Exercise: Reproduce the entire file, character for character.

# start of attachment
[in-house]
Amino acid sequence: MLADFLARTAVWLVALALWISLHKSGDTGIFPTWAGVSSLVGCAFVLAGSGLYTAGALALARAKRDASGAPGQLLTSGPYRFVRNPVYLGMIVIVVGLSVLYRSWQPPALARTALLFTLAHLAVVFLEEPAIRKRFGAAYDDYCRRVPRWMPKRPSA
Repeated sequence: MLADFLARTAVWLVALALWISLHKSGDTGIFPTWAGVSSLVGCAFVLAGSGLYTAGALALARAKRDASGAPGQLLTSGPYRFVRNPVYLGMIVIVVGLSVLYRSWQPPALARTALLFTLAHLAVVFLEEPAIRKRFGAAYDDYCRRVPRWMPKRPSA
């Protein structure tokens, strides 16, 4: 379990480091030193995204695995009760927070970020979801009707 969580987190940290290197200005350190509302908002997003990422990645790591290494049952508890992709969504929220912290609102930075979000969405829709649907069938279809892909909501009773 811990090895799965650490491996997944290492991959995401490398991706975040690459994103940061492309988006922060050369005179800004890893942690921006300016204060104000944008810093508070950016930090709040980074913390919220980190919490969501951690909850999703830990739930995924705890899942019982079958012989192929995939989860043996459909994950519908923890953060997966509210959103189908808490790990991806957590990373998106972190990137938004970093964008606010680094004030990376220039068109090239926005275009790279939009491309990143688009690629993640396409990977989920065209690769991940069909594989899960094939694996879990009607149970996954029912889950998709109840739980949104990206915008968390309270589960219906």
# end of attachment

[in-house]
Amino acid sequence: MLADFLARTAVWLVALALWISLHKSGDTGIFPTWAGVSSLVGCAFVLAGSGLYTAGALALARAKRDASGAPGQLLTSGPYRFVRNPVYLGMIVIVVGLSVLYRSWQPPALARTALLFTLAHLAVVFLEEPAIRKRFGAAYDDYCRRVPRWMPKRPSA
Repeated sequence: MLADFLARTAVWLVALALWISLHKSGDTGIFPTWAGVSSLVGCAFVLAGSGLYTAGALALARAKRDASGAPGQLLTSGPYRFVRNPVYLGMIVIVVGLSVLYRSWQPPALARTALLFTLAHLAVVFLEEPAIRKRFGAAYDDYCRRVPRWMPKRPSA
């Protein structure tokens, strides 16, 4: 379990480091030193995204695995009760927070970020979801009707 969580987190940290290197200005350190509302908002997003990422990645790591290494049952508890992709969504929220912290609102930075979000969405829709649907069938279809892909909501009773 811990090895799965650490491996997944290492991959995401490398991706975040690459994103940061492309988006922060050369005179800004890893942690921006300016204060104000944008810093508070950016930090709040980074913390919220980190919490969501951690909850999703830990739930995924705890899942019982079958012989192929995939989860043996459909994950519908923890953060997966509210959103189908808490790990991806957590990373998106972190990137938004970093964008606010680094004030990376220039068109090239926005275009790279939009491309990143688009690629993640396409990977989920065209690769991940069909594989899960094939694996879990009607149970996954029912889950998709109840739980949104990206915008968390309270589960219906």